Ford’s Theatre Chair


Lt. William H. Bower

New York, State Census, 1875
Name: Wm H Bower
Age: 35
Gender: Male
Birth Year: abt 1840
Residence Date: 1 Jun 1875
Residence Place: Rochester Ward 10, Monroe, New York, USA
Election District: Ward 10
Household number: 507
Relation to Head: Son
Father’s name: John
Mother’s name: Mary Bower
Line Number: 10
Sheet Number: 53
Household Members:
Name Age
John Bower 62
Mary Bower 50
Wm H Bower 35
Ida K Bower 21 [Ida Kirk Bower m: Philip Swing Goodwin]
Julia T McCormick 39
New York, State Census, 1865
Name: Wm H S Bower
Gender: Male
Relation to Head: Son
Birth Year: abt 1838
Age: 27
Residence: Rochester, Monroe, New York, USA
District: South
Ward: 5
Line Number: 12
Page Number: 11
Household Members:
Name Age
Mary J Bower 46
Wm H S Bower 27 [Shown as a soldier]
Ida Bower 14 [Ida Kirk Bower]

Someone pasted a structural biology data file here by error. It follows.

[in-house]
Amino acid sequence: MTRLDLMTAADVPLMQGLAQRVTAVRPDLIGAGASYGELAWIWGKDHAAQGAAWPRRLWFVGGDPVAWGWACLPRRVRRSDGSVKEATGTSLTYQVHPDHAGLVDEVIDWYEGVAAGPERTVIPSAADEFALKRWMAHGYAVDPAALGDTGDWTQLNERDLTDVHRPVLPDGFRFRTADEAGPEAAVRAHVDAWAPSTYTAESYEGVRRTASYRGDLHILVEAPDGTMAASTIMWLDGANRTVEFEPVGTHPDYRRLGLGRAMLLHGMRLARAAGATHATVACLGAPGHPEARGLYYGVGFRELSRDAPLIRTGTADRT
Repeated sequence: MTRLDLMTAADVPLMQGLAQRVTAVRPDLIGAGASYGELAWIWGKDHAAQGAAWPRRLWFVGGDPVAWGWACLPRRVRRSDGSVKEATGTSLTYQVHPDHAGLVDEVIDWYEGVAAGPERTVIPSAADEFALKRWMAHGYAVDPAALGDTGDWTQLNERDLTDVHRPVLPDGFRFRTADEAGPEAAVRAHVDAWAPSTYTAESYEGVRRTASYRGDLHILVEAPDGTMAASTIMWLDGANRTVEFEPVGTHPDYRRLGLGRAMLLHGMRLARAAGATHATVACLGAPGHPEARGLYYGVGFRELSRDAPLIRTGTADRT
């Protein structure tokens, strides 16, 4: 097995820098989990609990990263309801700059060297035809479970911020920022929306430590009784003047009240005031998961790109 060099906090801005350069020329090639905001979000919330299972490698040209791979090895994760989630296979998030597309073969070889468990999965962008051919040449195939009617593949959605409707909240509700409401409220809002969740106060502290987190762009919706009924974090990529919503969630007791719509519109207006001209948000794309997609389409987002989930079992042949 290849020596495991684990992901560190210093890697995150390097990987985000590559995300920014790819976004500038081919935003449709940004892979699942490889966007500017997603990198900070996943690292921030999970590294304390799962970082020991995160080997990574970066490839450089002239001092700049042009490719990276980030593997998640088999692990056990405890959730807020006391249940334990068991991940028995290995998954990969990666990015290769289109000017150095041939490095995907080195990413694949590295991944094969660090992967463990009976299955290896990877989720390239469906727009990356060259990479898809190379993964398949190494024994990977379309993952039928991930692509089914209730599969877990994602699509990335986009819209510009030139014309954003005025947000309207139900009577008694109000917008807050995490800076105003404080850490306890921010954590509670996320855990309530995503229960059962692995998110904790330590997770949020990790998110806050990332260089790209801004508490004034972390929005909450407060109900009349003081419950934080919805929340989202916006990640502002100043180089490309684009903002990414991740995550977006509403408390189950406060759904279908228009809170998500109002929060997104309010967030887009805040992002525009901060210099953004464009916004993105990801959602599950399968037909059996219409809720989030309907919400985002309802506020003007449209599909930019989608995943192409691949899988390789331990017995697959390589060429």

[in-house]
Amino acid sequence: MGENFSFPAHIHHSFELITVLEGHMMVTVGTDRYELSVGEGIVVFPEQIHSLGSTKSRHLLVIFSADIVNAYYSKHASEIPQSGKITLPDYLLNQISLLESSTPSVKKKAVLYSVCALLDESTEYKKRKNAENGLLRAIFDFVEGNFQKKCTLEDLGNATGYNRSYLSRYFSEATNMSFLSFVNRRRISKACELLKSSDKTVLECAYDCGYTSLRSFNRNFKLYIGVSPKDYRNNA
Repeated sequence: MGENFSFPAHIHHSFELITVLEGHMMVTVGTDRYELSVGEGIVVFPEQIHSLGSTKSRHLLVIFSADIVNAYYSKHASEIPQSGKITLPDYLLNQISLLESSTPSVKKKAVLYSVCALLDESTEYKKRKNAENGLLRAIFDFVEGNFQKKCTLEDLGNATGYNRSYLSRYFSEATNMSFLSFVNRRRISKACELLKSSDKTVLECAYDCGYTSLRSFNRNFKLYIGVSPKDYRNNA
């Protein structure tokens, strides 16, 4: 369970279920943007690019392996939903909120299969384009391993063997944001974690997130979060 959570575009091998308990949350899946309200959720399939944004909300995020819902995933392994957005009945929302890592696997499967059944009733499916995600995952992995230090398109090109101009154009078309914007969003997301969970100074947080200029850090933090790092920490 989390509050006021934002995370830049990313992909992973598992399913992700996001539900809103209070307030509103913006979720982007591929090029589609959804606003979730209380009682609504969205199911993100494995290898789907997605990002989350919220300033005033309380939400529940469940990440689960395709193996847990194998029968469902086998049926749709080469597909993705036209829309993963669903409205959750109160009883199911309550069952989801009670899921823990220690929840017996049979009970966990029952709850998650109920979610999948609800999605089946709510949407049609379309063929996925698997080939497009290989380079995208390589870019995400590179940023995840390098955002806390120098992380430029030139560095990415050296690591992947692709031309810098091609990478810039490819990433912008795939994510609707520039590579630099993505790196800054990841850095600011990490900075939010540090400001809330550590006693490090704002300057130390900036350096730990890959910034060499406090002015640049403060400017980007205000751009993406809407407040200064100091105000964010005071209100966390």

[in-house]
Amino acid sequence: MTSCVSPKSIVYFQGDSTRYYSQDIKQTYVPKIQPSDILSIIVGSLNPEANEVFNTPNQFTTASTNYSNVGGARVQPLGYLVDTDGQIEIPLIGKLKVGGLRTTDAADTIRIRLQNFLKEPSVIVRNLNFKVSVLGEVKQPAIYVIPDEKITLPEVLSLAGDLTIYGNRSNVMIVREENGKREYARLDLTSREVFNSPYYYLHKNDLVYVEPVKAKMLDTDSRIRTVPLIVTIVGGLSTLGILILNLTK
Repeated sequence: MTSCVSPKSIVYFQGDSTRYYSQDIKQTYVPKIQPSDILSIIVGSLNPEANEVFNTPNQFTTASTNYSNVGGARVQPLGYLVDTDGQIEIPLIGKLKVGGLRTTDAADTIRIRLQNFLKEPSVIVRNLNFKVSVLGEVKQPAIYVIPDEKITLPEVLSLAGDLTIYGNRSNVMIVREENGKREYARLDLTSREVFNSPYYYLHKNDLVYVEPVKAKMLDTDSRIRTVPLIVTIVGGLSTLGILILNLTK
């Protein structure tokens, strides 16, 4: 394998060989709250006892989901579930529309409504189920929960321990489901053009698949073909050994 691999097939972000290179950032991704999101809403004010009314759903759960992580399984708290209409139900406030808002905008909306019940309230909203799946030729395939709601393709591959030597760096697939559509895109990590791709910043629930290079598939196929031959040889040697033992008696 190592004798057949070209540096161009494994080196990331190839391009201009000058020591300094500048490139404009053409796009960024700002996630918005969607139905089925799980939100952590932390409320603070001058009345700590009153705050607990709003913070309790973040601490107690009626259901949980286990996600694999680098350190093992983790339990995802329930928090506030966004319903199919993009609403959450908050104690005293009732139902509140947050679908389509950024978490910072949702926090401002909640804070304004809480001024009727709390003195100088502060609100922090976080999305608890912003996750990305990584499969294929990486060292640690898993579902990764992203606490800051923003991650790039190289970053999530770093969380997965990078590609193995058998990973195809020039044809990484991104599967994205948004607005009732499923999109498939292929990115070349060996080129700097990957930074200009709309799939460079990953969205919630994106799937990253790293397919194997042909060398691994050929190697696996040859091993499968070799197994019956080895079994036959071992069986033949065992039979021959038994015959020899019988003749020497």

Julia Tillelcomick 27

Thank you to Steve Whitlock who is providing his research for establishing the provenance of the above relic.  More of his research information will be added soon so please check back.  SWH

Let us compare another Abraham Lincoln relic —

While researching the above relic, I came across a description of another Lincoln relic in the book, The Seeress of Prevorst, by noted author and biophysicist, John DeSalvo, Ph.D. The rare relic obtained by DeSalvo is a small piece of fabric reportedly stained with Lincoln’s blood. The relic is accompanied by an old note, “Lincoln’s blood-stained cloth from April 15, 1865, presented by Doctor Leale of N. Y.”